Today, I received a copy of the June 1998 issue of Magical Blend magazine. I was hoping that it would contain a review of John Major Jenkins’ book, Maya Cosmogenesis 2012: The True Meaning of the Maya Calendar End-Date (Bear & Company, 1998).
Terence McKenna wrote the Foreword to Jenkins’ book, and, from what Jenkins has said elsewhere, the reviewer for Magical Blend also discusses Terence’s contribution and ideas. All I know, however, from Jenkins, is that he and Terence wrote written responses to the review that appeared in an issue in “Fall 1998.” Since the magazine was published monthly, it’s unclear exactly which month in “Fall” he was referring to. So, when I saw an inexpensive copy of the June issue show up on eBay, I thought it might be a good candidate for the issue that contained the initial review that prompted their “Fall” rejoinders.
Alas, the June 1998 issue did not contain what I was looking for….however, it did contain a fair bit more Terence McKenna than I had expected, in the form of a range of advertisements for events & products.
I’m not actually sure yet which of these Whole Life Expos Terence spoke at in 1998.
The book ‘A Magical Universe’ features an essay by Terence McKenna (there are a few copies left available through our crowdfund).
Terence McKenna in Hawaii @ The New Millennium Institute, May 24-30, 1998
Terence was popular enough in the pages of Magical Blend that they created a special Terence McKenna issues specialty set that readers could purchase.
(Bottom Right) – The Psychedelic Sourcebook: “The most complete, focused and subversive psychedelic resource list in print.” -Terence McKenna – A psychonaut must!
(Bottom left) – Better decisions, better relationships. Visit the authentic Oracle of Changes online. Absolutely FREE. “Cool, very cool.” -Terence McKenna – http://www.ICHING.com
Terence McKenna in Hawaii @ New Millennium Institute, May 24-30, 1998
This week’s intake at the Terence McKenna Archives was much more modest than last week’s substantial haul. The only hard copy publication that arrived just came in today:
Disinformation’s Book of Lies.
The Book of Lies, as most of these large Disinformation Guides, consists of dozens of chapters by a smorgasbord of authors from a wide swath of the countercultural milieu, this time ‘focusing’ on “Magick and the Occult.” The small section on “Chemognosis” contains only two chapters (it’s the heading with the least number of contributions in the volume), one of which is an edited transcript of Terence McKenna’s first talk at Esalen during the Lilly/Goswami [that’s John and Amit] Conference on Consciousness and Quantum Physics, titled ‘Tryptamine Hallucinogens and Consciousness’. There seems to be some dispute about when this conference actually took place. Anyone who was there or has a photo or scan of an original catalog can help with this. Both The Book of Lies and Jeffrey Kripal in his book, Esalen: America and the Religion of No Religion describe the event as taking place in December 1983. However, as you can see here, the actual tape (not published by Dolphin Tapes until 1997) lists it as taking place in 1982, as does Erowid, though citing the Dolphin Tapes published version. I have tended to favor the 1982 dating, though I can’t now remember all of my reasons for doing so (most, like Jesse Jarnow and Graham St. John, have gone with the 1983 date–it would be great to clear this up, as, historically speaking, it’s not entirely insignificant when this took place–you can see this same issue playing out on the Psychedelic Salon page for the talk).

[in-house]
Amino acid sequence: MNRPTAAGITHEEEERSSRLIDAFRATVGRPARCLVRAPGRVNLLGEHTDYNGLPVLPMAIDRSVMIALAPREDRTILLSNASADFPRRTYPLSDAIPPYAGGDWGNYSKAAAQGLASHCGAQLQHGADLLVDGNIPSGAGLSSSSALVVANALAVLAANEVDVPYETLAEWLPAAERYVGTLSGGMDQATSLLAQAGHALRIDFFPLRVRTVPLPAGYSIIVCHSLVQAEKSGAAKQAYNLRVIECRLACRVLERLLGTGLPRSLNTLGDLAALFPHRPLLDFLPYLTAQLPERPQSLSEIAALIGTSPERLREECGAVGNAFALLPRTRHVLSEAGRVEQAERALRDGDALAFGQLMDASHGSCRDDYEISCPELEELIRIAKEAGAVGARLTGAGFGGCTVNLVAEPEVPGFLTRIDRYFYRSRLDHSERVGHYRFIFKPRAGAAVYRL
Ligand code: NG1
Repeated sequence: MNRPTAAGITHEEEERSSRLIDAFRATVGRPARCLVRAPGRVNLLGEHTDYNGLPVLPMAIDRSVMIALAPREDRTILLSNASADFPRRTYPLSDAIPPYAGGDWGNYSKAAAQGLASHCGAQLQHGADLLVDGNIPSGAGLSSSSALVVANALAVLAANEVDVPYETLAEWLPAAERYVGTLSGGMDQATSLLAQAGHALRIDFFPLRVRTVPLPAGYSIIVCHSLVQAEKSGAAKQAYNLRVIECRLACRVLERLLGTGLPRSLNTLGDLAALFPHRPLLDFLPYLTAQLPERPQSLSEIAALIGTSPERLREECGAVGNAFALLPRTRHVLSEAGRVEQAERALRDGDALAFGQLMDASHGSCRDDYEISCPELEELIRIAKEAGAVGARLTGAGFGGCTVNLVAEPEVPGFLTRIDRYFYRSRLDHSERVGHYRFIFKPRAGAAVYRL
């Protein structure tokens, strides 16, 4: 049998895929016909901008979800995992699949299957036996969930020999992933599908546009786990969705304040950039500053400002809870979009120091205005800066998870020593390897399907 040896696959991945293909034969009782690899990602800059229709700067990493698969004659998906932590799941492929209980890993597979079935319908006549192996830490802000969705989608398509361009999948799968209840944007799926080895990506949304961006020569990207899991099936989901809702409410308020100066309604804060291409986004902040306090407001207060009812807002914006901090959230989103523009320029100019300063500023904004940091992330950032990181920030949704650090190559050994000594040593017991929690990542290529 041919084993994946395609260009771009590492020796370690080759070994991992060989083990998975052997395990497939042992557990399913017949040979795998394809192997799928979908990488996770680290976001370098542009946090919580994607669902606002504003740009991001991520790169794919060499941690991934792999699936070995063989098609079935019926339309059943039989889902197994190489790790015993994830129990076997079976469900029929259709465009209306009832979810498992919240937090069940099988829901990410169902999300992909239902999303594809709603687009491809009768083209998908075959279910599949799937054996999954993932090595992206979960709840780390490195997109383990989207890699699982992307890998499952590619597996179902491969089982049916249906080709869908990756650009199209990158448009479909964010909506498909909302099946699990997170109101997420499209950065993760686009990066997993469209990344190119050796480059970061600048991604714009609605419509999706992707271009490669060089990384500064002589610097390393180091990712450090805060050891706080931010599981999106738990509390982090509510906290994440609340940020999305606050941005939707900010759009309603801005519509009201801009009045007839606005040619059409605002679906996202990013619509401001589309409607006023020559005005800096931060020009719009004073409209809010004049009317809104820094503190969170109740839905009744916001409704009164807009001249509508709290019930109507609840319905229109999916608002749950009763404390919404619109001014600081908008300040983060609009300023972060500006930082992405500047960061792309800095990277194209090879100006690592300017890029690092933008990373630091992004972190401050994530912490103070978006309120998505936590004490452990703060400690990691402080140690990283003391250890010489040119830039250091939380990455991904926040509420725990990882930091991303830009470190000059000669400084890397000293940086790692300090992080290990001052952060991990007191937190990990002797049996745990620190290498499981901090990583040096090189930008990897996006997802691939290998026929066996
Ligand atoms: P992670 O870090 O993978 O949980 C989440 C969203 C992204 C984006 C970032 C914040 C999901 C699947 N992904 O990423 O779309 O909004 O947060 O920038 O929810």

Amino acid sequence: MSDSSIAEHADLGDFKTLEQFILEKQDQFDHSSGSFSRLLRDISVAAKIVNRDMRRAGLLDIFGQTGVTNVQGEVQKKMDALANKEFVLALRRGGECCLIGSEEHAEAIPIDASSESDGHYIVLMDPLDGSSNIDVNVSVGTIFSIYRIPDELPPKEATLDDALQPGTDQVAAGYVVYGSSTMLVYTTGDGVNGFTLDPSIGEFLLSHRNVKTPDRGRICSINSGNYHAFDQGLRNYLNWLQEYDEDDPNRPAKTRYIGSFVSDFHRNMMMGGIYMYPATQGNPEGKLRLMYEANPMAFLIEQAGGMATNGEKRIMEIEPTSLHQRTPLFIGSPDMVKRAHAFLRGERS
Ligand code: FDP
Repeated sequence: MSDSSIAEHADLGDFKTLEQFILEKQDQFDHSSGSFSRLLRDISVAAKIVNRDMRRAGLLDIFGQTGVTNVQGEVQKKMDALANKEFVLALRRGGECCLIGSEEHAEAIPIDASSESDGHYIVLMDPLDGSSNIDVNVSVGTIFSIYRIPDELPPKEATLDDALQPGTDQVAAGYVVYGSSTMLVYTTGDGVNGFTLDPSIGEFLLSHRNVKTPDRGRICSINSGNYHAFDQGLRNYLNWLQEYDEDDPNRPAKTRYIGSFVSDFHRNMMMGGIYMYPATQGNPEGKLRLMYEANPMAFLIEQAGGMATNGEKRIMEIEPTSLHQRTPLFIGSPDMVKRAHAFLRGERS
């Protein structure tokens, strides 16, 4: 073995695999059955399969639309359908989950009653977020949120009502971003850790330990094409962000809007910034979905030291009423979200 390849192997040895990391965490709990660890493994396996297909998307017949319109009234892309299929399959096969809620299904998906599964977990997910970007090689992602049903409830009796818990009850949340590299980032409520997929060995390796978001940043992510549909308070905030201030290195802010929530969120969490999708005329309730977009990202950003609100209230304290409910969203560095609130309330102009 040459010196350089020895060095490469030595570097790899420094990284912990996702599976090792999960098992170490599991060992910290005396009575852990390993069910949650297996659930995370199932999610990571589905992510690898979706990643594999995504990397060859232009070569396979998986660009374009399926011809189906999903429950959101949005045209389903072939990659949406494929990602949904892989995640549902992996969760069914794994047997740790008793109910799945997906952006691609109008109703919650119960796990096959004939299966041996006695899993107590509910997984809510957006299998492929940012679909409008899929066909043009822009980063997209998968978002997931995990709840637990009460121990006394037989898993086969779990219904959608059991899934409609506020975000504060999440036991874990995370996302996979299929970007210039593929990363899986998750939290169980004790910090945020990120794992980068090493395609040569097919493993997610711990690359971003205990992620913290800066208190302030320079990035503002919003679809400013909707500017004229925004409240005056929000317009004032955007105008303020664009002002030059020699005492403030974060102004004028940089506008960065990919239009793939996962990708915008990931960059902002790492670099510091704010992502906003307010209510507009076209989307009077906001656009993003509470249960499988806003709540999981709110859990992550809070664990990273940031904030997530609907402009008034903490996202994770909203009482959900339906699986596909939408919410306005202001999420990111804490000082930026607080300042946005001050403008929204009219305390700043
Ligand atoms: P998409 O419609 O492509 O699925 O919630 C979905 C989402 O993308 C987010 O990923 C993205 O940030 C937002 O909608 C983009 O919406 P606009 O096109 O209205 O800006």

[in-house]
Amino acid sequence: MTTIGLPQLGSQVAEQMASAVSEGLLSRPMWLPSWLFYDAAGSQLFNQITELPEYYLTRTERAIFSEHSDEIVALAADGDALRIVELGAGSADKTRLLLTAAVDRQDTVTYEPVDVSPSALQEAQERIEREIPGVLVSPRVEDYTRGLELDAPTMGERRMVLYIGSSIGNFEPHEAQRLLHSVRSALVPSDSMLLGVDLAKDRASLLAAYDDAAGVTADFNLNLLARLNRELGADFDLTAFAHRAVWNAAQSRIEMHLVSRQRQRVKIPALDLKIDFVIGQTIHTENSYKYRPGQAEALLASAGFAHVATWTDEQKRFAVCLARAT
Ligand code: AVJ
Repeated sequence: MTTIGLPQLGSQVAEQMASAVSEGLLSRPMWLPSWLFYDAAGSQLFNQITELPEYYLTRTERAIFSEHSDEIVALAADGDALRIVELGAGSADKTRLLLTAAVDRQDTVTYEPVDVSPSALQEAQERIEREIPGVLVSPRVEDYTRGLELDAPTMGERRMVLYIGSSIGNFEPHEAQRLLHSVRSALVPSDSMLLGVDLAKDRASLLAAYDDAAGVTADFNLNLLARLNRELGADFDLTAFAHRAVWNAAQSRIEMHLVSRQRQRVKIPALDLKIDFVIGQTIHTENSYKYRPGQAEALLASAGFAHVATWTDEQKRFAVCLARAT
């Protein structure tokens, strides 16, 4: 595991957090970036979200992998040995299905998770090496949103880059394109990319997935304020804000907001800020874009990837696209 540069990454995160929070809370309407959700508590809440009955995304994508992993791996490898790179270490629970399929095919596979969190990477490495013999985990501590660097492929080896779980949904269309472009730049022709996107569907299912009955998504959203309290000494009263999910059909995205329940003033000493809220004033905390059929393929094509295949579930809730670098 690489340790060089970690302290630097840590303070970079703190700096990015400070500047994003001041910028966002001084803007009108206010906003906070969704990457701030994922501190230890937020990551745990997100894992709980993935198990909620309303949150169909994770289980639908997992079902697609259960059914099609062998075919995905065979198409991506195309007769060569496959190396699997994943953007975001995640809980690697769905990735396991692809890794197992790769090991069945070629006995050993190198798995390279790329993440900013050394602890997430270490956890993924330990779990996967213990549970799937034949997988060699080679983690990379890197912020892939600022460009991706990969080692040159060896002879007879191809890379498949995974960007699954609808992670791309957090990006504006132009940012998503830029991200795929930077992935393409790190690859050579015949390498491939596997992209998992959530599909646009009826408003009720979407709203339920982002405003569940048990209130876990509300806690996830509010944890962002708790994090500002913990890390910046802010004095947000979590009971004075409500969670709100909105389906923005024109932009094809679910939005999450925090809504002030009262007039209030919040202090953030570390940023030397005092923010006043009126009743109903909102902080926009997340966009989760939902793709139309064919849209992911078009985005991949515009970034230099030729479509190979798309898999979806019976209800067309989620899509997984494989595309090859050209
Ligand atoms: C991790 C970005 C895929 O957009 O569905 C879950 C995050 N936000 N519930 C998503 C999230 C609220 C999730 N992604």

Even though this is among Terence’s most well-known and most-published talk, I thought it would still be worth including some of the selected quotations for your edification and amusement:
2. This week, in a conversation with R. Michael Johnson (one of the movers behind the excellent RAWilsonFans website–you can read a good chunk of his introduction to the brand new edition of Robert Anton Wilson’s Email to the Universe by Hiliritas Press on Amazon), he took me through his list of a great many places where he knew Terence cropped up in various literature. Most of the items he mentioned are already represented in the archives, but he definitely gave me several significant leads that I hadn’t had on my radar (thanks, Mike!). The most embarrassing of the items he mentioned was Robert Anton Wilson’s Everything is Under Control, because it has been sitting on the same bookshelf as most of the McKenna archive for quite a long time without my realizing it contained both an entry on Terence himself as well as an even longer entry on Food of the Gods (which is distinct from RAW’s review of the book which appeared in his Trajectories Newsletter #10, 1991 and is reprinted in Chaos & Beyond: The Best of Trajectories).
3. Beyond that, I rediscovered that Google Books allows you to also search through magazines (whichever ones they have in their database). This caused me to come across some magazine articles that mentioned Terence which I hadn’t encountered before as well as a whole slew of advertisements.